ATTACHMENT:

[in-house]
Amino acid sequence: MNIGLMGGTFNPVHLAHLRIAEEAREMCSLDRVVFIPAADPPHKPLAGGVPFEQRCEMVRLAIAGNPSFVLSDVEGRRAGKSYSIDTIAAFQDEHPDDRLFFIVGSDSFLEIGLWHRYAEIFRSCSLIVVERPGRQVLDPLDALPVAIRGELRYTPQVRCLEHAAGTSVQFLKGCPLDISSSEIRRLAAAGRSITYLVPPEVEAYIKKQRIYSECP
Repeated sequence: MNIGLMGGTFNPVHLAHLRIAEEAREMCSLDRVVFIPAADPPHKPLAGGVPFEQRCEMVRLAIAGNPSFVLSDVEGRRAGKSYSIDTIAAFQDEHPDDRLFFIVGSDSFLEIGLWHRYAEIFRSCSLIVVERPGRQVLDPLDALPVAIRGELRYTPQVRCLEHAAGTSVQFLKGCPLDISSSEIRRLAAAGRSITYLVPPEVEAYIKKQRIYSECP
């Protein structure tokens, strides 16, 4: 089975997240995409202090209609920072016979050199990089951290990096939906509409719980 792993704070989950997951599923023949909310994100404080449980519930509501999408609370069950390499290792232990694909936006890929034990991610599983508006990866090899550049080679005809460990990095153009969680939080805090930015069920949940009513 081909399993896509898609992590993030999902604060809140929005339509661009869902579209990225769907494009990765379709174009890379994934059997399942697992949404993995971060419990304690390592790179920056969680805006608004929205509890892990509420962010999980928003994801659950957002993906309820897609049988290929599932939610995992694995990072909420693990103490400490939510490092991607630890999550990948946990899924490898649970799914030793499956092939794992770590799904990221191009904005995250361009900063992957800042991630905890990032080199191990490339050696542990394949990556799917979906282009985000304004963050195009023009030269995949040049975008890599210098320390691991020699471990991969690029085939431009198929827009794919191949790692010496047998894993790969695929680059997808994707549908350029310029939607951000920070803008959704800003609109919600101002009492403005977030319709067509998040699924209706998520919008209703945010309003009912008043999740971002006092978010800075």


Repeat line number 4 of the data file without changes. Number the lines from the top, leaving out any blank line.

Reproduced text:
């Protein structure tokens, strides 16, 4: 089975997240995409202090209609920072016979050199990089951290990096939906509409719980 792993704070989950997951599923023949909310994100404080449980519930509501999408609370069950390499290792232990694909936006890929034990991610599983508006990866090899550049080679005809460990990095153009969680939080805090930015069920949940009513 081909399993896509898609992590993030999902604060809140929005339509661009869902579209990225769907494009990765379709174009890379994934059997399942697992949404993995971060419990304690390592790179920056969680805006608004929205509890892990509420962010999980928003994801659950957002993906309820897609049988290929599932939610995992694995990072909420693990103490400490939510490092991607630890999550990948946990899924490898649970799914030793499956092939794992770590799904990221191009904005995250361009900063992957800042991630905890990032080199191990490339050696542990394949990556799917979906282009985000304004963050195009023009030269995949040049975008890599210098320390691991020699471990991969690029085939431009198929827009794919191949790692010496047998894993790969695929680059997808994707549908350029310029939607951000920070803008959704800003609109919600101002009492403005977030319709067509998040699924209706998520919008209703945010309003009912008043999740971002006092978010800075």